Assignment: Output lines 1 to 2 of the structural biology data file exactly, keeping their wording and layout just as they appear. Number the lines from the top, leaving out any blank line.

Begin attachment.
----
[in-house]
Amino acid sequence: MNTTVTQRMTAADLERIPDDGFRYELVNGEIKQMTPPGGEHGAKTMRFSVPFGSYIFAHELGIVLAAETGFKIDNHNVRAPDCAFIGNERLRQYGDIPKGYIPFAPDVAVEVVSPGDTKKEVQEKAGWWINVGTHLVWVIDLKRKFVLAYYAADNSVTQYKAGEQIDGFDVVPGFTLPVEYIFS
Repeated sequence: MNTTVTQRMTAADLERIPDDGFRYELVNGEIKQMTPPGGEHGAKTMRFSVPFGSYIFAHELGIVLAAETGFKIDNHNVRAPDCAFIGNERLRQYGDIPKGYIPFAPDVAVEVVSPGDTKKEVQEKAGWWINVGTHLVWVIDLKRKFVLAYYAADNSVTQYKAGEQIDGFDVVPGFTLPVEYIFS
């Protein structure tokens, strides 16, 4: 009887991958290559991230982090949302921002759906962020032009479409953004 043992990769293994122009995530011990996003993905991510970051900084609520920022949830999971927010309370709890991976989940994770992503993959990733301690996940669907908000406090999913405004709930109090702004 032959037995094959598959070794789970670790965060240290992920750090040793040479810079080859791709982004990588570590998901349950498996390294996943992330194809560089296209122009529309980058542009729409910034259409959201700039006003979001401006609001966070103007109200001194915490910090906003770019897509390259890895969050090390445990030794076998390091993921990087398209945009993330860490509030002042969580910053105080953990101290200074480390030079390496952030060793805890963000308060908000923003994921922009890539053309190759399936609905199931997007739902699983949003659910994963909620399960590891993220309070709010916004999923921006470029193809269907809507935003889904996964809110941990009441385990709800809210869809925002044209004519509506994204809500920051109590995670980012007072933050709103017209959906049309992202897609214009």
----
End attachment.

[in-house]
Amino acid sequence: MNTTVTQRMTAADLERIPDDGFRYELVNGEIKQMTPPGGEHGAKTMRFSVPFGSYIFAHELGIVLAAETGFKIDNHNVRAPDCAFIGNERLRQYGDIPKGYIPFAPDVAVEVVSPGDTKKEVQEKAGWWINVGTHLVWVIDLKRKFVLAYYAADNSVTQYKAGEQIDGFDVVPGFTLPVEYIFS